NEW ORLEANS -- There was a bit of music history made on N. Rampart St. Friday. The building that once housed Cosimo Matassa's J&M recording studio, which some call the birthplace of rock and roll, was honored as a landmark by the Rock and Roll Hall of Fame.
While the building houses a laundromat today, more than 60 years ago, it was an appliance store with a recording studio in the back. It was also the place where, in 1949, Fats Domino and Dave Bartholomew recorded the song which many say gave birth to the rock and roll era.
“When Dave and Fats made ‘The Fat Man,’ you can make a statement that that’s the conceptual point for all this music,” said Terry Stewart of the Rock and Roll Hall of Fame.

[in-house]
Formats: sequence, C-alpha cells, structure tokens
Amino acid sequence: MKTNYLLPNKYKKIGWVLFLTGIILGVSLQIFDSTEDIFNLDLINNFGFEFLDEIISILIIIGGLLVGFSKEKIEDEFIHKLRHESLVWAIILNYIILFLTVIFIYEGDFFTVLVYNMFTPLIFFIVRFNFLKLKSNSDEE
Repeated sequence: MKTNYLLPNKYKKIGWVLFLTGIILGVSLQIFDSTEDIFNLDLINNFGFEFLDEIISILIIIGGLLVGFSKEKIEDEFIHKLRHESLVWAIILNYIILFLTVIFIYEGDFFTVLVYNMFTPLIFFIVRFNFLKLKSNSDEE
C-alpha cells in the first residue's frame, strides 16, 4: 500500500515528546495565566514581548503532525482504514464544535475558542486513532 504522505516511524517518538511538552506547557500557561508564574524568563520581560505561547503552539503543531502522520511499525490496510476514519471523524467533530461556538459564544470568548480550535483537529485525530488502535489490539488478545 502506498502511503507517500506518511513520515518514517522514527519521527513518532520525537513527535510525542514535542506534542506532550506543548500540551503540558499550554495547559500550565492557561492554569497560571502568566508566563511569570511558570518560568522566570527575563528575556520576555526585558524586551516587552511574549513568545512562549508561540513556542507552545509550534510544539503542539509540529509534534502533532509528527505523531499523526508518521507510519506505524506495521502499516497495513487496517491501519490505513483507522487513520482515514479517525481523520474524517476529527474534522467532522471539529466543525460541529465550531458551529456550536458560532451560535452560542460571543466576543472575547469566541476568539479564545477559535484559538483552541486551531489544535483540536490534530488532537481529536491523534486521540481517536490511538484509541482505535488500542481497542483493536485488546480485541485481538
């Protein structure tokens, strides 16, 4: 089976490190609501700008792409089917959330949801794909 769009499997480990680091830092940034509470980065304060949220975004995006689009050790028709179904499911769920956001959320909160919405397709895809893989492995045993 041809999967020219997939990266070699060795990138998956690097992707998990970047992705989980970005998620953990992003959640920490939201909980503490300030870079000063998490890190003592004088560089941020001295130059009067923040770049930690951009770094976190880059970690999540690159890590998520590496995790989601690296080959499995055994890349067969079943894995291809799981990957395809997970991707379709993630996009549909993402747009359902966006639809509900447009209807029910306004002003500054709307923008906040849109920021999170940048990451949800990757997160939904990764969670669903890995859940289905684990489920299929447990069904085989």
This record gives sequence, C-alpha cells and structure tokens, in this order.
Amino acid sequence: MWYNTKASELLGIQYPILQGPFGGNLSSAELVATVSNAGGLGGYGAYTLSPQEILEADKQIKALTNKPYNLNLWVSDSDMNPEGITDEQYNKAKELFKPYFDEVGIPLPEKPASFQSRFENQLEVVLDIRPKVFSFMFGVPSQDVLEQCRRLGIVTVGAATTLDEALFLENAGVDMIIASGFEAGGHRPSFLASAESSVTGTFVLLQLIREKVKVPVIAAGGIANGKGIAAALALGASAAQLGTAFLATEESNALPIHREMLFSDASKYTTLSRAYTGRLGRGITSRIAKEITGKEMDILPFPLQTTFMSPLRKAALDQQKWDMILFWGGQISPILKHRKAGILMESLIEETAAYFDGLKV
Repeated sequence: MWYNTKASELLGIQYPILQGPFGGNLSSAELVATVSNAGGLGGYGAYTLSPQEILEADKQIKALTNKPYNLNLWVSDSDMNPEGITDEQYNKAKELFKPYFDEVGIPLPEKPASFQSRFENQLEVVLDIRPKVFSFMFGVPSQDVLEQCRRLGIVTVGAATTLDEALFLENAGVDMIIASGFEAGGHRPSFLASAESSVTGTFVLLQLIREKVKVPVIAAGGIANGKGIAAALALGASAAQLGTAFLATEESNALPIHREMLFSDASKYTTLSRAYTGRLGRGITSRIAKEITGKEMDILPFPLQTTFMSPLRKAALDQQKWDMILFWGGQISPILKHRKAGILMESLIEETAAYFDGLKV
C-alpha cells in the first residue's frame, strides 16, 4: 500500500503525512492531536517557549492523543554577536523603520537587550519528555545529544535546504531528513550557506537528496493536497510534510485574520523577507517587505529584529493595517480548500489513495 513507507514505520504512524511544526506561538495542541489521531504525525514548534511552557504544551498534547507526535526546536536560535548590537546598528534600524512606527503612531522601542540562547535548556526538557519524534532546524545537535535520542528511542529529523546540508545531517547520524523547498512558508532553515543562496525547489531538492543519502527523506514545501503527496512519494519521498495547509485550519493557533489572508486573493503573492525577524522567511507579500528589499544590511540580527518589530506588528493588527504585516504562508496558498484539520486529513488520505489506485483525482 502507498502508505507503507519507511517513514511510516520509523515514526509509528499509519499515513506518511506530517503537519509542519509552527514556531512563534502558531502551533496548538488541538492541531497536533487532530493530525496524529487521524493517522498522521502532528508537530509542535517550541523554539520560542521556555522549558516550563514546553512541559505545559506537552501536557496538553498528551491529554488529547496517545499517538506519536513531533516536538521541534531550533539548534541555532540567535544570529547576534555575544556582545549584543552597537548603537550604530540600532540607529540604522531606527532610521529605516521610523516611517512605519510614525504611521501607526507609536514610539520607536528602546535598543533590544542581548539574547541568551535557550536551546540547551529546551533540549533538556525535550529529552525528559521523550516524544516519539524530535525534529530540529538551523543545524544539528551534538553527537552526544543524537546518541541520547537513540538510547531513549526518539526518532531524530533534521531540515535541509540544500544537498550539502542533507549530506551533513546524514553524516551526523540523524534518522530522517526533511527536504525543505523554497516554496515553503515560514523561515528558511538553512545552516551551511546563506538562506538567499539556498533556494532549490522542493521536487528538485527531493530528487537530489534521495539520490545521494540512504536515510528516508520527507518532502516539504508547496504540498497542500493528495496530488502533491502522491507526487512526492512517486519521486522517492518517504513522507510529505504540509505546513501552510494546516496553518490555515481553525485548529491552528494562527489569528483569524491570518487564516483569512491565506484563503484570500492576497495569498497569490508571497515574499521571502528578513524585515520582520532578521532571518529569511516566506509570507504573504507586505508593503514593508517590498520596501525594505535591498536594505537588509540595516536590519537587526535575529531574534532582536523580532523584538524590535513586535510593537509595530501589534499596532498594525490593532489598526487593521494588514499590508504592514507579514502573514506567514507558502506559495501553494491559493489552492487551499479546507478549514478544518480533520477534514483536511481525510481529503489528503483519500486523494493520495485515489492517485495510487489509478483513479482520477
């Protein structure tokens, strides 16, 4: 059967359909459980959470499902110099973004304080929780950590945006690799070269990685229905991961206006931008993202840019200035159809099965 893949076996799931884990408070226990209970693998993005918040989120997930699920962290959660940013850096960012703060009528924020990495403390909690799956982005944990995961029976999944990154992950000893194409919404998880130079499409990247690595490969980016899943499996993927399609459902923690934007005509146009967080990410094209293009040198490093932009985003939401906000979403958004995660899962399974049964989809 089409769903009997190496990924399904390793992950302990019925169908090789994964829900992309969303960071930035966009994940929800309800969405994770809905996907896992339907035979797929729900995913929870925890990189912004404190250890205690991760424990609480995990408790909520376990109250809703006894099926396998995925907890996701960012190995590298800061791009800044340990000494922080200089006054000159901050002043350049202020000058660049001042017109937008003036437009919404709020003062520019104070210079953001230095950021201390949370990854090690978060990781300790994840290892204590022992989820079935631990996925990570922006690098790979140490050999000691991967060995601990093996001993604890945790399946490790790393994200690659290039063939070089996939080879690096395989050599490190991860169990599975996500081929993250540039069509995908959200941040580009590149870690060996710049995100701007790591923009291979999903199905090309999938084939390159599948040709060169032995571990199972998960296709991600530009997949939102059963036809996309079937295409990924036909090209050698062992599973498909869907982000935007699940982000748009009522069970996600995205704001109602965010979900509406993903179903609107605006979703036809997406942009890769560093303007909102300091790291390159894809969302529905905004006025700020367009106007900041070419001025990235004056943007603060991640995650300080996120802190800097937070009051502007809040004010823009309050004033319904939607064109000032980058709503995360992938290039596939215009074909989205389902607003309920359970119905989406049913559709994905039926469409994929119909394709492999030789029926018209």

Along with organizers of the Ponderosa Stomp music festival, the Hall of Fame created Friday’s ceremony, which featured the unveiling of a plaque at the site of J&M Studios.
There were so many hits that came out of that building in the 1950s and 60s, with Cosimo Matassa at the helm.
Over the years, dozens of local stars recorded there, from Ernie K-Doe, Irma Thomas and Little Richard to Dr. John, Allen Toussaint, Smiley Lewis, Lloyd Price and Frankie Ford. All helped to influence generations of music lovers.
Bartholomew, who collaborated with Domino on dozens of big hits, wowed the crowd at Friday’s ceremony with his horn. When someone said something from the audience at Friday’s event, Bartholomew, who turns 90 in December, answered in a way only he could, singing his version of a song Chuck Berry had a monster hit with – “My Ding-a-Ling.”
It was music that brought a laugh and smile to a ceremony which touched the hearts and souls of New Orleans music lovers, honoring Cosimo Matassa and his impact on the worldwide music scene.